DARPA XM-3 Marine sniper rifle up for auction
There were only 52 made and many have been scrapped. Thankfully, this one (#S6533990) was transferred to the CMP for sale on the civilian market and is complete with the NF optic, PVS22 night scope, case (which is very interestingly marked on the outside!) and accessories to include data book.
From the DD:
These XM-3 sniper rifles used by the United States Marine Corps. In mid-2005, DARPA worked with Lt. Col. Norm Chandler’s Iron Brigade Armory (IBA) to field items to expeditionary units in Afghanistan. Since they already had a great working relationship, DARPA contracted IBA to build and test lightweight sniper rifles that incorporated the improvements the snipers desired in combat. The mission was to be lighter and smaller than the existing M40s, while having better accuracy, clip-on night vision that did not require re-zero, better optics, and better stock, and it had to be suppressed. The barrel had to be short enough to allow maneuverability yet long enough to deliver a 10” group at 1,000 yards. If the barrel was too heavy, maneuverability would decrease, yet if the barrel was too light it would only be able to shoot a few rounds before the groups started to shift due to barrel temperature. IBA tested a number of barrel lengths, ranging from 16 to 20 inches and in different contours. Each rifle with a different length was assigned an XM designator starting with XM1 through XM3. In each case, everything on the prototype rifles was kept the same except the barrel. During the final phases of testing it was found that the 18” barrels had no issues keeping up with their longer 20” brethren. The final barrel length was set at 18.5”, and the contour was a modified #7. The straight taper on the barrel was only 2” vs. 4” and the overall diameter at the muzzle was .85” vs. .980”. This helped reduce a lot of the rifle’s weight while not negatively affecting accuracy or effective range. A number of the groups at 1,000 yards were <1 MOA. The Marines of I-MEF were the first to field test the rifles at Camp Pendleton. Shortly after I-MEF took receipt of the XM-3s, the first units in II-MEF took receipt of theirs. By mid-2006 there were dozens of XM-3s in Iraq. There were 52 XM-3s made.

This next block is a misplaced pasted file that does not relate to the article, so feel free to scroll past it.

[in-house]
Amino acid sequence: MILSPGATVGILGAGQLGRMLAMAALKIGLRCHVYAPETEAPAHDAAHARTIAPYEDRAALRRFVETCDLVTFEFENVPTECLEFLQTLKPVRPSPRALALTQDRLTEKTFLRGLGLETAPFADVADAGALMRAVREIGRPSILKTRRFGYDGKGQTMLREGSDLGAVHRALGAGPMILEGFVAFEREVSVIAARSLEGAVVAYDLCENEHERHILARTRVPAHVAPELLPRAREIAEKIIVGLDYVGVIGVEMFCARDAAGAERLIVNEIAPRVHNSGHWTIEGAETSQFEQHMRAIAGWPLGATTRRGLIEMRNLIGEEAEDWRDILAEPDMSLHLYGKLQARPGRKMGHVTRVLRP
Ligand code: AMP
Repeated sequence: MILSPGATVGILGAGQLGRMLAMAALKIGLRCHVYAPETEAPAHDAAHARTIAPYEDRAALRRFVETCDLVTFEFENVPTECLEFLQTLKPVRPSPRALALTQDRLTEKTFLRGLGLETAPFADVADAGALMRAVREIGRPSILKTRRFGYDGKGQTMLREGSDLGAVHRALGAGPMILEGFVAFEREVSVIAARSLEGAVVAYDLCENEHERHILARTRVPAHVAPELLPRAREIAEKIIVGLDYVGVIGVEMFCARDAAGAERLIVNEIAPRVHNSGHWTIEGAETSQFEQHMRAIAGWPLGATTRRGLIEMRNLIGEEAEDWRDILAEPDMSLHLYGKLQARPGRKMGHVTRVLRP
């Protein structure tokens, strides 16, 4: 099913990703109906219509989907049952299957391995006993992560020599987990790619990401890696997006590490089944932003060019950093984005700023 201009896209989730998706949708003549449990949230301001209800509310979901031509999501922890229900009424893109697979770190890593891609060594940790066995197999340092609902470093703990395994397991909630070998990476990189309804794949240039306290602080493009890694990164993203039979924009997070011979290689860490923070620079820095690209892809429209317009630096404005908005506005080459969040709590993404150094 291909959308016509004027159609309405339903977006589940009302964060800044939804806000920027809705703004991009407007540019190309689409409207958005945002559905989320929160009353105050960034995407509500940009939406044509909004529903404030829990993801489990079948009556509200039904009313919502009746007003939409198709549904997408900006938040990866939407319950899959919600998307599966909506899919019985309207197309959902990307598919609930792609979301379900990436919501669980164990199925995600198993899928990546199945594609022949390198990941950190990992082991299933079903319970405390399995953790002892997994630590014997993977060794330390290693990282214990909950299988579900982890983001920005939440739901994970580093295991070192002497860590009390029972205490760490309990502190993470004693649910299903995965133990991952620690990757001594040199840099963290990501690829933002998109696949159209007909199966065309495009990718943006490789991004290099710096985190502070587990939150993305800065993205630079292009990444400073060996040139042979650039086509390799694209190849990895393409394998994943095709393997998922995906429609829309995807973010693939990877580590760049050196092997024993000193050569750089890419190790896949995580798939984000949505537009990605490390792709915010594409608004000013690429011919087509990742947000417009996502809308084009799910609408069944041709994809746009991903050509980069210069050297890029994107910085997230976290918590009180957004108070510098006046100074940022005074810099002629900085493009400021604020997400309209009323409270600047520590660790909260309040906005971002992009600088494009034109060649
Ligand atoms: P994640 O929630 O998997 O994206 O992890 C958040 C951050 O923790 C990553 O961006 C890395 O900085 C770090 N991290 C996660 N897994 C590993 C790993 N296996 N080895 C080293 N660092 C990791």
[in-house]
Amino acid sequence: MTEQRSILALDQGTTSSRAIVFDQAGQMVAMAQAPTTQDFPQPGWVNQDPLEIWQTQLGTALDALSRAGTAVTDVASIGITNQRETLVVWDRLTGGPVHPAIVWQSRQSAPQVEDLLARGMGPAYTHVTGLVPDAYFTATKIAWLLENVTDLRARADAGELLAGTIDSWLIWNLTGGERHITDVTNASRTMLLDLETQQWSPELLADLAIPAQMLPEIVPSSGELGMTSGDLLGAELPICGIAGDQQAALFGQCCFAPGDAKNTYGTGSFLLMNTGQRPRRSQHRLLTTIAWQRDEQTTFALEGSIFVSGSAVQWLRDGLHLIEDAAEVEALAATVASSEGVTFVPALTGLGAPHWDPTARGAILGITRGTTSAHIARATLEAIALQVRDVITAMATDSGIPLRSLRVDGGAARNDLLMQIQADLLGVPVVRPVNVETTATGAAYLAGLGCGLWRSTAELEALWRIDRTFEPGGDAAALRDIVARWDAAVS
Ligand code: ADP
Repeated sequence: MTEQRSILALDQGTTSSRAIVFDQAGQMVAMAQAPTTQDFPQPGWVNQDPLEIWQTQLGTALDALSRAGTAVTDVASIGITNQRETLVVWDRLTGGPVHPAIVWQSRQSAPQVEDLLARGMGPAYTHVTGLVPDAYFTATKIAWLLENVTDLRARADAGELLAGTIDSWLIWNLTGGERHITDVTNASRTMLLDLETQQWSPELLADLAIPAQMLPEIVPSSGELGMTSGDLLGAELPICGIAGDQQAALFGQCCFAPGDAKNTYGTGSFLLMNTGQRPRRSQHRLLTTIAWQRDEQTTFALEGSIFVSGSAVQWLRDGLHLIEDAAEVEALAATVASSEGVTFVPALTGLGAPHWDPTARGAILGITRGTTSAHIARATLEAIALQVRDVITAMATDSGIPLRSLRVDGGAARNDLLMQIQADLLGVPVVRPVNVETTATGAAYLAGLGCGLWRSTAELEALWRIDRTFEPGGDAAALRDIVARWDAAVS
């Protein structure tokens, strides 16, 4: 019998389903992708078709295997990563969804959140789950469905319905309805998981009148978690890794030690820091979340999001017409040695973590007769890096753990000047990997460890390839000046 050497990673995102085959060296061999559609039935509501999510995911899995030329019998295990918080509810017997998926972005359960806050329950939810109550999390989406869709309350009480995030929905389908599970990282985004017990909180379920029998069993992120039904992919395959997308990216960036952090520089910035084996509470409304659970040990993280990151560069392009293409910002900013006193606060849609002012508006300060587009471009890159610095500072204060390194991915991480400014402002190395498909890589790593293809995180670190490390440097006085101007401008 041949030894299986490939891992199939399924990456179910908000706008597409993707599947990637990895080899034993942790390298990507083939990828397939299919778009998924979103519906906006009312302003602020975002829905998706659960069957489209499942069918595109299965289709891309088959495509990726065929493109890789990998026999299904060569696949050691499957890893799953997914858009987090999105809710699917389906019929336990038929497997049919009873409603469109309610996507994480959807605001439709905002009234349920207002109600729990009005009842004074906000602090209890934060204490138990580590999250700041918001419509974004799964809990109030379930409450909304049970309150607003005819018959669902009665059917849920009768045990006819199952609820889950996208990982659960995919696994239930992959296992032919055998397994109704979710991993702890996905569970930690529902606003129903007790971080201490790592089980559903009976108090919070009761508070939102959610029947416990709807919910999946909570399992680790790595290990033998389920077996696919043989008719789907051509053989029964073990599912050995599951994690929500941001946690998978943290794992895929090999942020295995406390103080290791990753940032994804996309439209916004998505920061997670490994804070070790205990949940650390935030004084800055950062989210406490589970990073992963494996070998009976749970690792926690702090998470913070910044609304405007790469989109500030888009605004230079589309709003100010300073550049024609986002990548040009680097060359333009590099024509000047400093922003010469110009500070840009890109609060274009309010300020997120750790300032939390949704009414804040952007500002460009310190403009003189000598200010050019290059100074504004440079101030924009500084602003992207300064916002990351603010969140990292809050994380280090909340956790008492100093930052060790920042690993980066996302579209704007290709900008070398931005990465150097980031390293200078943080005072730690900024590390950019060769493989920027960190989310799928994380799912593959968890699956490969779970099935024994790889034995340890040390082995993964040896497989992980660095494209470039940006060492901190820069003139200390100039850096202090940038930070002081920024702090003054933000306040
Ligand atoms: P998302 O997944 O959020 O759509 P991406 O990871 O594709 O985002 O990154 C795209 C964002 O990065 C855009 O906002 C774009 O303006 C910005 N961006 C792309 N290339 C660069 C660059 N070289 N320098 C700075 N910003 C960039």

Of course, the bidding is past $20,000 but hey, it’s not your average Remmy M700